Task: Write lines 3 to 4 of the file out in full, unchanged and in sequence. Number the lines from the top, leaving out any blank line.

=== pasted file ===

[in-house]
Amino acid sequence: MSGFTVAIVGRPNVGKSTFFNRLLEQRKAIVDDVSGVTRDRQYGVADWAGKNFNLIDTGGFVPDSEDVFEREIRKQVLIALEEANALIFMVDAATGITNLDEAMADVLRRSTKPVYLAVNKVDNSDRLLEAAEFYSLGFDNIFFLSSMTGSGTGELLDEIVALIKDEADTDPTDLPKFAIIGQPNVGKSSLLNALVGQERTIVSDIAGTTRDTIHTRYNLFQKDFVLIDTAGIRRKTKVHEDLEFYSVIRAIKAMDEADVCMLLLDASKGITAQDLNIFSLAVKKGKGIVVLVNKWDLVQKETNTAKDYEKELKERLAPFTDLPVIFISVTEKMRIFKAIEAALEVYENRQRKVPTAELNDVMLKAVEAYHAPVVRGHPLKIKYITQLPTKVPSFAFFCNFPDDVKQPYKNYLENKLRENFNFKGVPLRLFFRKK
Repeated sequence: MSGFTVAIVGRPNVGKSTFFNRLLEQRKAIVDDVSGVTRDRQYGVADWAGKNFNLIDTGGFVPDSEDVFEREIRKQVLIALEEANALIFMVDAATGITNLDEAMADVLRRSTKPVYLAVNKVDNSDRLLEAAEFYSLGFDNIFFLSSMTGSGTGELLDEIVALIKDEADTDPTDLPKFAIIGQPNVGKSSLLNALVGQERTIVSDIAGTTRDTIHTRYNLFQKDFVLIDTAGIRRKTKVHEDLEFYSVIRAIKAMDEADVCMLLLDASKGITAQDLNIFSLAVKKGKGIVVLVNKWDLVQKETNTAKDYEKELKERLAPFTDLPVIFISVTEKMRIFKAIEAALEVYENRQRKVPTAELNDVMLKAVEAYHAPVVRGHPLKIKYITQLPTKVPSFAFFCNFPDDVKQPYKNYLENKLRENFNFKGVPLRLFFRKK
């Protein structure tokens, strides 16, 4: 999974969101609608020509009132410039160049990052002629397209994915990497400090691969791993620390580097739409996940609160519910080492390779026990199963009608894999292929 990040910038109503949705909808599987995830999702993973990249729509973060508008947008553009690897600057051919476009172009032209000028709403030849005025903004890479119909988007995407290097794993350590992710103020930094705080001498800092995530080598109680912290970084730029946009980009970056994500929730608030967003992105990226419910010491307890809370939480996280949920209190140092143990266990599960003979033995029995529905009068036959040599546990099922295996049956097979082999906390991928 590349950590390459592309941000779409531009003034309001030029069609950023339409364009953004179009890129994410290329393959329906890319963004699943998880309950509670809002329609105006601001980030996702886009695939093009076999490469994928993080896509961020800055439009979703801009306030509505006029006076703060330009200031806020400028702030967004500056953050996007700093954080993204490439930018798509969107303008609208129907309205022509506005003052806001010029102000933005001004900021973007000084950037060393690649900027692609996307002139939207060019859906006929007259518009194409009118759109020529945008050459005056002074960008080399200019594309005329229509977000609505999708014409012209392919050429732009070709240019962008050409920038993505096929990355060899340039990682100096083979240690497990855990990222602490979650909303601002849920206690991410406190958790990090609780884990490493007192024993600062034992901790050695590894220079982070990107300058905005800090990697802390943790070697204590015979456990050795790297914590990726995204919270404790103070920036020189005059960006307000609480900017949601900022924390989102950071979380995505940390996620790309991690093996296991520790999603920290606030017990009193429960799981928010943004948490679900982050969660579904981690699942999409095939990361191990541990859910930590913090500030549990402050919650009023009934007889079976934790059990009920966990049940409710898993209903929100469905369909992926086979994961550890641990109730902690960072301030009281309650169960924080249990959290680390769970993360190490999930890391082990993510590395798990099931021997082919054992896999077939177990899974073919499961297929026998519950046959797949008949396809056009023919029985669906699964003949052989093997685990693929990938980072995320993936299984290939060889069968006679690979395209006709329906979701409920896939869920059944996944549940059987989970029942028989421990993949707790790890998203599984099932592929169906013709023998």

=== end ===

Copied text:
Repeated sequence: MSGFTVAIVGRPNVGKSTFFNRLLEQRKAIVDDVSGVTRDRQYGVADWAGKNFNLIDTGGFVPDSEDVFEREIRKQVLIALEEANALIFMVDAATGITNLDEAMADVLRRSTKPVYLAVNKVDNSDRLLEAAEFYSLGFDNIFFLSSMTGSGTGELLDEIVALIKDEADTDPTDLPKFAIIGQPNVGKSSLLNALVGQERTIVSDIAGTTRDTIHTRYNLFQKDFVLIDTAGIRRKTKVHEDLEFYSVIRAIKAMDEADVCMLLLDASKGITAQDLNIFSLAVKKGKGIVVLVNKWDLVQKETNTAKDYEKELKERLAPFTDLPVIFISVTEKMRIFKAIEAALEVYENRQRKVPTAELNDVMLKAVEAYHAPVVRGHPLKIKYITQLPTKVPSFAFFCNFPDDVKQPYKNYLENKLRENFNFKGVPLRLFFRKK
């Protein structure tokens, strides 16, 4: 999974969101609608020509009132410039160049990052002629397209994915990497400090691969791993620390580097739409996940609160519910080492390779026990199963009608894999292929 990040910038109503949705909808599987995830999702993973990249729509973060508008947008553009690897600057051919476009172009032209000028709403030849005025903004890479119909988007995407290097794993350590992710103020930094705080001498800092995530080598109680912290970084730029946009980009970056994500929730608030967003992105990226419910010491307890809370939480996280949920209190140092143990266990599960003979033995029995529905009068036959040599546990099922295996049956097979082999906390991928 590349950590390459592309941000779409531009003034309001030029069609950023339409364009953004179009890129994410290329393959329906890319963004699943998880309950509670809002329609105006601001980030996702886009695939093009076999490469994928993080896509961020800055439009979703801009306030509505006029006076703060330009200031806020400028702030967004500056953050996007700093954080993204490439930018798509969107303008609208129907309205022509506005003052806001010029102000933005001004900021973007000084950037060393690649900027692609996307002139939207060019859906006929007259518009194409009118759109020529945008050459005056002074960008080399200019594309005329229509977000609505999708014409012209392919050429732009070709240019962008050409920038993505096929990355060899340039990682100096083979240690497990855990990222602490979650909303601002849920206690991410406190958790990090609780884990490493007192024993600062034992901790050695590894220079982070990107300058905005800090990697802390943790070697204590015979456990050795790297914590990726995204919270404790103070920036020189005059960006307000609480900017949601900022924390989102950071979380995505940390996620790309991690093996296991520790999603920290606030017990009193429960799981928010943004948490679900982050969660579904981690699942999409095939990361191990541990859910930590913090500030549990402050919650009023009934007889079976934790059990009920966990049940409710898993209903929100469905369909992926086979994961550890641990109730902690960072301030009281309650169960924080249990959290680390769970993360190490999930890391082990993510590395798990099931021997082919054992896999077939177990899974073919499961297929026998519950046959797949008949396809056009023919029985669906699964003949052989093997685990693929990938980072995320993936299984290939060889069968006679690979395209006709329906979701409920896939869920059944996944549940059987989970029942028989421990993949707790790890998203599984099932592929169906013709023998």